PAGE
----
Mecca Trips Oust Music as Turkey Adjusts Inflation IndexIsobel Finkel and Ali Berat Meric
Turkey’s consumers now spend more of their budget on pilgrimages to Mecca than they do on vacuum cleaners, compact discs or rice flour, according to new weightings in the official inflation index.
The national statistics office today released inflation figures for the month of January, calculated by tracking the changing price of a selected basket of consumer goods. The basket is determined by surveying households about their top expenditures and now includes tablet computers, blank DVDs and a round trip to Mecca for the first time this year.
The inclusion of the pilgrimage comes after respondents to surveys said more than 0.1 percent of their expenditures went to the trips, Birol Aydemir, the head of the statistical agency, said in an interview in Ankara today. The new calculation is based on a pilgrimage to Mecca called umrah that Muslims can take at any time of the year, as opposed to the hajj, which must happen during a certain month.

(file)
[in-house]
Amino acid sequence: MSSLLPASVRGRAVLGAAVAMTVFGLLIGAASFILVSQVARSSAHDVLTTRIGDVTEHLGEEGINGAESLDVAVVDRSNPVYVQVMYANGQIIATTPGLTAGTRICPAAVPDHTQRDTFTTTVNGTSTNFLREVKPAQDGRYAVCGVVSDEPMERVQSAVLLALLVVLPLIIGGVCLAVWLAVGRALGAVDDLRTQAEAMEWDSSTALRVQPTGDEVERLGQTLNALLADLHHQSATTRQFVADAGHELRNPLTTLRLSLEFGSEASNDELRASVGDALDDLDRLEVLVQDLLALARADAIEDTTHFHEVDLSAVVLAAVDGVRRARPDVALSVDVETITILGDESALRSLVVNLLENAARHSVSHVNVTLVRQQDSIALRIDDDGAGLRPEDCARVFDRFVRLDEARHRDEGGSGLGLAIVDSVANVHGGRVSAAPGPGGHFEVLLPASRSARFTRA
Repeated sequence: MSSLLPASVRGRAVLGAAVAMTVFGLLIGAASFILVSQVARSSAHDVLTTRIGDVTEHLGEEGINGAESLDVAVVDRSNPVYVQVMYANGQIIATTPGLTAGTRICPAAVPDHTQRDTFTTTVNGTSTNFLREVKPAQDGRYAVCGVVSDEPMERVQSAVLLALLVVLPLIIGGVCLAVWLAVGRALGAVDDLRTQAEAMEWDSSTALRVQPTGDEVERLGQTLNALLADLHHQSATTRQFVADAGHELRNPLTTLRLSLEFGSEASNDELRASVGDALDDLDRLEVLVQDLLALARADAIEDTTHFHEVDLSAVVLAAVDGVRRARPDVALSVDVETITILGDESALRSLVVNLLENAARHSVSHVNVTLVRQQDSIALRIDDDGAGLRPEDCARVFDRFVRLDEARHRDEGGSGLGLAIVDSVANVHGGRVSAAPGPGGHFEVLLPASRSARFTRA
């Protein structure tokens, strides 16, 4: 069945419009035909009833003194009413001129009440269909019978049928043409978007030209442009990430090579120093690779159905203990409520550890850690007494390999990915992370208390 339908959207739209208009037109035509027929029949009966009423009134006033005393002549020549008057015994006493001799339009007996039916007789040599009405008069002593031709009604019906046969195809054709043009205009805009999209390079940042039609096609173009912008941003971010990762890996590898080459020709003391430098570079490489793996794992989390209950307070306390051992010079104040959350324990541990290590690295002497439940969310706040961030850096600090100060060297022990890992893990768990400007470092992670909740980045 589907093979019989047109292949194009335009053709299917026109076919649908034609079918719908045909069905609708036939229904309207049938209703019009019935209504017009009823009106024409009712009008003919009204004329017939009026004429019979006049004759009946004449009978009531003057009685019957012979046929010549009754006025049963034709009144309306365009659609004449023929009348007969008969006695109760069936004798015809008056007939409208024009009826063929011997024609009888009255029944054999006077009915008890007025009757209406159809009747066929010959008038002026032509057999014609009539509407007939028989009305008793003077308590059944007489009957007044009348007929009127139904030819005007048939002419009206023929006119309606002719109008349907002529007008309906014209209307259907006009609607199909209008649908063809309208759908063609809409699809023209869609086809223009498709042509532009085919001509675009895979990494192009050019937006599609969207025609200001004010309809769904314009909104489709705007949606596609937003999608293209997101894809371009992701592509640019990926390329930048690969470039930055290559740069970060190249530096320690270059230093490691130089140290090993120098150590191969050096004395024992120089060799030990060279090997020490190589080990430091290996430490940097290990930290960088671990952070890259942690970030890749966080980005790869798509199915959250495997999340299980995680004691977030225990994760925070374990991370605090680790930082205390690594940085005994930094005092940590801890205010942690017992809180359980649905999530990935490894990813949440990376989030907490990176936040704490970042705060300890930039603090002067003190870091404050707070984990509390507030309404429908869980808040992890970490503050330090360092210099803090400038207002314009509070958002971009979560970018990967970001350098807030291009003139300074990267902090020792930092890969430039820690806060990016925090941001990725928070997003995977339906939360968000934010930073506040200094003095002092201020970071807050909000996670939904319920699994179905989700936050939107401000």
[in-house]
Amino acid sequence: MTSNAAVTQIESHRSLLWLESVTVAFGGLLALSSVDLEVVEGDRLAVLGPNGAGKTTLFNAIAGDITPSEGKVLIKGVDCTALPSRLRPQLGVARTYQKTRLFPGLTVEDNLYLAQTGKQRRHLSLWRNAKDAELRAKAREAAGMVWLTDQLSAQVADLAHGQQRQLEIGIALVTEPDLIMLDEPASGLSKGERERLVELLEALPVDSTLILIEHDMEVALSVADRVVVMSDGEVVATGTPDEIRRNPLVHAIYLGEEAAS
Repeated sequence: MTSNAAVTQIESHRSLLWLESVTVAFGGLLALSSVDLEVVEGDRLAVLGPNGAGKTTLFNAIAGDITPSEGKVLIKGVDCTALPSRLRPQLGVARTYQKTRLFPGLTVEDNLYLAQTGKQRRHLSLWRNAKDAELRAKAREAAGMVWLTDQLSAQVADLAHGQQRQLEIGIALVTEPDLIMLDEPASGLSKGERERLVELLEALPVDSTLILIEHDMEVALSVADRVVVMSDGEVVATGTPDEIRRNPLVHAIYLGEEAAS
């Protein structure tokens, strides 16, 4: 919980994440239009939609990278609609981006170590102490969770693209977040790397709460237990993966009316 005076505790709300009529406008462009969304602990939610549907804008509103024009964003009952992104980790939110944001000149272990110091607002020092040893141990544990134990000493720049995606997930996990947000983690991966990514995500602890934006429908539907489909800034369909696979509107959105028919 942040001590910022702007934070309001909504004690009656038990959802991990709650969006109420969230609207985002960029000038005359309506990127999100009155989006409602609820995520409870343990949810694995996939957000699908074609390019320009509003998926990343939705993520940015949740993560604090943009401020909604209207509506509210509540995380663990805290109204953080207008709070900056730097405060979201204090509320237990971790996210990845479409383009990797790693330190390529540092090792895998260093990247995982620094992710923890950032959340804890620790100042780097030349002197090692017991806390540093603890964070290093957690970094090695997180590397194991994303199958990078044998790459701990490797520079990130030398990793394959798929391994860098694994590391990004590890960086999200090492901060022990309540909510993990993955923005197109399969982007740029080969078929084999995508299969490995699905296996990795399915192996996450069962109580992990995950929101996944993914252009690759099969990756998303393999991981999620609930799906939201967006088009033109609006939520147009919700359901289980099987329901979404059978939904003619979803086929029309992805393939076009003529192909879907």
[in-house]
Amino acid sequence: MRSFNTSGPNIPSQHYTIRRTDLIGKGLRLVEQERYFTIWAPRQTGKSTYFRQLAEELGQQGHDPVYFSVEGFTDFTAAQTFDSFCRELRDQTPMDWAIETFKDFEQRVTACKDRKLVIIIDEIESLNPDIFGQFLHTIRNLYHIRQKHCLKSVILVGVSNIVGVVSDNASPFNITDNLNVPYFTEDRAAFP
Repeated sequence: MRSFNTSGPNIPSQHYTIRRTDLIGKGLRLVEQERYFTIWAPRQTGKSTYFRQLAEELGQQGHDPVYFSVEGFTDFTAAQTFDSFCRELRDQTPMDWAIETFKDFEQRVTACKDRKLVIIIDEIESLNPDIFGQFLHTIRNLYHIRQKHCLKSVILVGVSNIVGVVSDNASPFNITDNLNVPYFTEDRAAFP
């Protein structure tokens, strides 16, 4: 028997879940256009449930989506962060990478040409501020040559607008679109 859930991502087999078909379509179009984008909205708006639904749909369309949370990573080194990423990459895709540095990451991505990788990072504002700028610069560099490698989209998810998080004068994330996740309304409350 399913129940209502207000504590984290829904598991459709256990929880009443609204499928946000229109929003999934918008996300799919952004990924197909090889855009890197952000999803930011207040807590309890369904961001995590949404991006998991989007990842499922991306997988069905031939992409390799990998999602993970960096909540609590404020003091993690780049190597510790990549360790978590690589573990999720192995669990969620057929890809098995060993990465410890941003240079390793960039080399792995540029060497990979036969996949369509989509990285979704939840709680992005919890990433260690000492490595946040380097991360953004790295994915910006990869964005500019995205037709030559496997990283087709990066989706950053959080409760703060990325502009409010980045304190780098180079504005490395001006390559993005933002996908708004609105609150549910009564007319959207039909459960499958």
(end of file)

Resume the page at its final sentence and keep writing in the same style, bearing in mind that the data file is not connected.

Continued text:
Inclusion of the religious pilgrimages is a reflection of Turkey’s changing cultural profile under Prime Minister Recep Tayyip Erdogan’s Justice and Development, or AK party, which has its roots in political Islam, according to Emre Deliveli, a Turkish economist who writes for Roubini Global Economics’ EconoMonitor and the Hurriyet Daily News.
“The number of Turks going to umrah has increased massively in the past decade,” Deliveli said in an interview in Istanbul today. “The figures prove that the AKP’s implicit economic policy of enriching their conservative voter base has been hugely successful.”
Some 1.7 million Turks made the trip to Saudi Arabia’s holy places in 2012, according to Turkey’s state-run news agency on Jan. 21, which cited figures from Saudi Arabia’s hajj ministry. That compares with fewer than 20,000 Turks making the trip in 2001, the year before Erdogan’s party came to power, according to an article in Sabah newspaper in May of last year.
Inflation accelerated to 7.48 percent year-on-year in January, the highest rate since October on an annual basis.